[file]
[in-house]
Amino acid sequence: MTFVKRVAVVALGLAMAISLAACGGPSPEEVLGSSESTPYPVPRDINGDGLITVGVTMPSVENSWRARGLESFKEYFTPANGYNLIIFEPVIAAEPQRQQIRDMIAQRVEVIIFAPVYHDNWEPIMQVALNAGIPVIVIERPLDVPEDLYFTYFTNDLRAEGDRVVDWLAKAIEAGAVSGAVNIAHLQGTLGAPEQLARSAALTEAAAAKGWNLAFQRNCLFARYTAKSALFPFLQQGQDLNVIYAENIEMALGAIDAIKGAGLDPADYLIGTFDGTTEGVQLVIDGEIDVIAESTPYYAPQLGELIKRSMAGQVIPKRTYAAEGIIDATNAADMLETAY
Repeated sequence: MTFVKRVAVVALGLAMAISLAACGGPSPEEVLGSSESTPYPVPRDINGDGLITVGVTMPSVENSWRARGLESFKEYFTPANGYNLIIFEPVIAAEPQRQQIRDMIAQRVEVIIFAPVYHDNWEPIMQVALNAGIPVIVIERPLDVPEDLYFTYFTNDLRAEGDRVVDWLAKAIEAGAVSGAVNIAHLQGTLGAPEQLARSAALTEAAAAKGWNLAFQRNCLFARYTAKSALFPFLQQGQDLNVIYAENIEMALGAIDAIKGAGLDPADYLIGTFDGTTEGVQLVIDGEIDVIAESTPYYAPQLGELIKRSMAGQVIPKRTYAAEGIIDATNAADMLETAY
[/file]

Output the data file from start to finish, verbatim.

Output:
[in-house]
Amino acid sequence: MTFVKRVAVVALGLAMAISLAACGGPSPEEVLGSSESTPYPVPRDINGDGLITVGVTMPSVENSWRARGLESFKEYFTPANGYNLIIFEPVIAAEPQRQQIRDMIAQRVEVIIFAPVYHDNWEPIMQVALNAGIPVIVIERPLDVPEDLYFTYFTNDLRAEGDRVVDWLAKAIEAGAVSGAVNIAHLQGTLGAPEQLARSAALTEAAAAKGWNLAFQRNCLFARYTAKSALFPFLQQGQDLNVIYAENIEMALGAIDAIKGAGLDPADYLIGTFDGTTEGVQLVIDGEIDVIAESTPYYAPQLGELIKRSMAGQVIPKRTYAAEGIIDATNAADMLETAY
Repeated sequence: MTFVKRVAVVALGLAMAISLAACGGPSPEEVLGSSESTPYPVPRDINGDGLITVGVTMPSVENSWRARGLESFKEYFTPANGYNLIIFEPVIAAEPQRQQIRDMIAQRVEVIIFAPVYHDNWEPIMQVALNAGIPVIVIERPLDVPEDLYFTYFTNDLRAEGDRVVDWLAKAIEAGAVSGAVNIAHLQGTLGAPEQLARSAALTEAAAAKGWNLAFQRNCLFARYTAKSALFPFLQQGQDLNVIYAENIEMALGAIDAIKGAGLDPADYLIGTFDGTTEGVQLVIDGEIDVIAESTPYYAPQLGELIKRSMAGQVIPKRTYAAEGIIDATNAADMLETAY